Two West players named to Shrine Bowl team

Published 12:04 am Thursday, November 25, 2021

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By Jay Spivey
For the Clemmons Courier

The Shrine Bowl of the Carolinas football roster was released last week, and two West Forsyth players — running back Jevante Long and linebacker/running back Mack David made the team for North Carolina.

There’s just one problem. For the second straight year, the game, which is usually played between all-star players form North Carolina and South Carolina in December at Gibbs Stadium at Wofford College in Spartanburg, S.C., won’t be played because of COVID-19.

“It’s a good thing. I think it shows what kind of kids we have, that people want to hang around them for another week, which I think is a good thing” Coach Adrian Snow of West Forsyth said. “I just hate that they can’t play.”

The same thing happened last year for a West Forsyth player. Offensive lineman Jared Wilson, who is now playing at Georgia, was named to the North Carolina roster last fall, but the game was canceled because of COVID.

“At the end of the day, there ain’t nothing you can do,” Snow said. “It’s what it is, you move on. It’s an honor to be selected. Now, you’re going to be selected but can’t play. It’s just the way it is. I hate it for our guys.

“At the end of the day, those two kids are great players and great kids. That’s what’s good about it.”

Just since 2018, West Forsyth has had six players — defensive back Ja’Quan McMillian (2018), center Grant Copeland (2019), running back G’mone Wilson (2019), Jared Wilson (2020), Long (2021), David (2020) — make the North Carolina roster for the Shrine Bowl.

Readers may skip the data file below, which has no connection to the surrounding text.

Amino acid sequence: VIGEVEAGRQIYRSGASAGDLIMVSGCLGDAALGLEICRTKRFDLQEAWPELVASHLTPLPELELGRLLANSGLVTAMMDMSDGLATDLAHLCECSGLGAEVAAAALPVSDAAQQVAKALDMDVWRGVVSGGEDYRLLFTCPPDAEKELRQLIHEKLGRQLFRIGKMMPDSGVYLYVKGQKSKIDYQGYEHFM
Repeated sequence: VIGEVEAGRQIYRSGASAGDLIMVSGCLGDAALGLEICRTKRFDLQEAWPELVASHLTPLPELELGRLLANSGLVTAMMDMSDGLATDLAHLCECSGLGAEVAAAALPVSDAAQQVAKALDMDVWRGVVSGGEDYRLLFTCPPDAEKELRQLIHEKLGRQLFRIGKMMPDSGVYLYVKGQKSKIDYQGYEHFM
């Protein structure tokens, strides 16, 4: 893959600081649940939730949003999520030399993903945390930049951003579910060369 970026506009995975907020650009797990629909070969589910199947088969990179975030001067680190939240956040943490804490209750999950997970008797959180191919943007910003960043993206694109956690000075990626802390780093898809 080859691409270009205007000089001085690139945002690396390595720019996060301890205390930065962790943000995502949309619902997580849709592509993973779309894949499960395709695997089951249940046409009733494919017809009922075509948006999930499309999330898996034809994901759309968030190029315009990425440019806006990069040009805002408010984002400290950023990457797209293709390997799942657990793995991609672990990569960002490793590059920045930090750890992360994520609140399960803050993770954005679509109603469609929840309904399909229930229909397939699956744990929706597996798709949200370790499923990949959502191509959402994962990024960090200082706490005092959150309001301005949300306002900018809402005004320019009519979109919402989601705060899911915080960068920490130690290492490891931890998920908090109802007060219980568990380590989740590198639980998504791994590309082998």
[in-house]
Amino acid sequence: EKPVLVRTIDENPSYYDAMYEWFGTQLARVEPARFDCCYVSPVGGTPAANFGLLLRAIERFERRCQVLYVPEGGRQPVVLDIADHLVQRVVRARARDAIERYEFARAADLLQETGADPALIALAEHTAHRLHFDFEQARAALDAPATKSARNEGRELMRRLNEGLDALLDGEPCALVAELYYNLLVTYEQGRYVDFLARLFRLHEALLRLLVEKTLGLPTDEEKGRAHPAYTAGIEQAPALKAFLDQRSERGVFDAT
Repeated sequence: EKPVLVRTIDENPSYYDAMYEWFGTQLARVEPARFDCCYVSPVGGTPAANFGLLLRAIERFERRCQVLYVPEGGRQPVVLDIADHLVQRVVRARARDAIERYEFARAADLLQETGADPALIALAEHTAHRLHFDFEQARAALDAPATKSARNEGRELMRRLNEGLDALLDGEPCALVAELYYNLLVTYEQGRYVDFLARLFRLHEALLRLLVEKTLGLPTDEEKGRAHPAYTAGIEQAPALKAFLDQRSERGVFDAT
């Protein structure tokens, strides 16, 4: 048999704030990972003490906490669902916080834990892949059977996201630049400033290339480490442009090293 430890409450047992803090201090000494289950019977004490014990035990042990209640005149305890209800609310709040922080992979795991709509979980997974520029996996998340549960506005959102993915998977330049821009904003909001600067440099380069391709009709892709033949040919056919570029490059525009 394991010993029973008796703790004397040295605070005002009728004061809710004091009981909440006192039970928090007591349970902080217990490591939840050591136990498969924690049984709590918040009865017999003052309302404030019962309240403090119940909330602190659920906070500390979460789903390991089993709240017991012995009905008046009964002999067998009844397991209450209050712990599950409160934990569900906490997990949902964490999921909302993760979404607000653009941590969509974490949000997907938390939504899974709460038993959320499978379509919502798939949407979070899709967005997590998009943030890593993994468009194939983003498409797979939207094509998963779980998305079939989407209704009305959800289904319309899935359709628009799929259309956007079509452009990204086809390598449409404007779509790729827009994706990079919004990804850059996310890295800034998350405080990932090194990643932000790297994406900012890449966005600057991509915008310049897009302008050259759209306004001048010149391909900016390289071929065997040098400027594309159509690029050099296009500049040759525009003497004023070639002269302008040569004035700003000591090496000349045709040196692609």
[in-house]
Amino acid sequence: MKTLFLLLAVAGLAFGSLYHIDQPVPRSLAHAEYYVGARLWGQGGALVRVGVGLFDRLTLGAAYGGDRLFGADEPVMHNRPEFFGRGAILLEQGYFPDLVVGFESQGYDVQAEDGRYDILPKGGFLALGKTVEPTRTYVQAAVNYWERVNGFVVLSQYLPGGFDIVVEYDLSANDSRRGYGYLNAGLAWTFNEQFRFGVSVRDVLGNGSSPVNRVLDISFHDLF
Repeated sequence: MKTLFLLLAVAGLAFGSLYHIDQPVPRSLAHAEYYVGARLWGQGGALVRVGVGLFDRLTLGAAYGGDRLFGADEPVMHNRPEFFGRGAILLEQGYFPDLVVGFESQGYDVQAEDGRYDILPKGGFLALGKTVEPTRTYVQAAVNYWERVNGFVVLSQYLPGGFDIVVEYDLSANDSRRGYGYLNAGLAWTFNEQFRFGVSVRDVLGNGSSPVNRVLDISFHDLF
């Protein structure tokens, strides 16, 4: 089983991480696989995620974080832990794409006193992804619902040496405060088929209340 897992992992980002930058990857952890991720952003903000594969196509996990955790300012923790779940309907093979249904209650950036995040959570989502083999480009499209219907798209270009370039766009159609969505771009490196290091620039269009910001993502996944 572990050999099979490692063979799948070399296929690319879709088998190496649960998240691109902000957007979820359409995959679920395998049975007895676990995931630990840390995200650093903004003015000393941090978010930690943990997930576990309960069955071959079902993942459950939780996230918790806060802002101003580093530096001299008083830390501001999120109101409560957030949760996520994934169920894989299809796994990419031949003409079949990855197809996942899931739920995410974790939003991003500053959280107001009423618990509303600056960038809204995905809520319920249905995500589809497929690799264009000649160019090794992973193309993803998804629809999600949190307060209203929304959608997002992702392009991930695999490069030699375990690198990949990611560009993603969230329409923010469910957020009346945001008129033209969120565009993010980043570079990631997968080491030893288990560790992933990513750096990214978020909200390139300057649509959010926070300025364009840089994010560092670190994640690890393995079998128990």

“First of all, both of them (Long and David) are great kids,” Snow said. “You’d want your daughter to date them. They’re that kind of kid, which as coach, that’s probably one of higher things you can give. But they’re just great young men. They handle themselves very well. They represent our school extremely well.”

Long, listed at 5-11, 201 pounds, was the offensive spark plug for much of the season this year for the Titans as they finished 5-5 overall and 3-3 in the Central Piedmont 4-A. In addition to Long and David making it, kicker/punter Andrew Conrad from East Forsyth, and linebacker Albert Redd of Glenn made it to add to the representation from the Central Piedmont 4-A.

“I wish we could’ve had the game,” Long said. “I’m not really as sad because we still got named players on the list.”

Despite the disappointment in not having the game, Long is still able to take some solace.

“To me, it’s very exciting,” he said. “I feel like I’m one of the best players in the state without questions. I feel like that it was my time to shine. I wish we were having the game this year because that would be another opportunity to get my name out there, but just like everything else, I hope people can see that I’m one of the best.”

David, listed at 6-0, 235, was the defensive catalyst for the Titans all season as do-everything linebacker. He also played running back and proved that he was a stalwart on offense and defense.

“I was looking forward to it,” David said. “I think we had tryouts earlier in the year. And I was really looking forward it. And I don’t know exactly what canceled, but I just got reminded of it, like found out that I made it. And so, yeah, it was kind of disappointing.”

Much like many people Long’s and David’s age, Long found out that he made the Shrine Bowl of the Carolinas roster through social media.

“I was in class and my Twitter messages were starting to come through,” Long said. “Like, ‘Tay, you made the Shrine Bowl?’ And I was like, ‘Nah, I didn’t even know.’

“So, I checked my notifications and stuff, and I was like, ‘Dang, well I guess I did make the Shrine Bowl.’ So, I was very excited when I found out the news.”

David found out in a similar way.

“Actually, a recruiter texted me that I made it,” David said. “So, that’s the first time I heard about it. So, they sent me something, congratulations. I was like, ‘What?’

“I was like, ‘Thanks.'”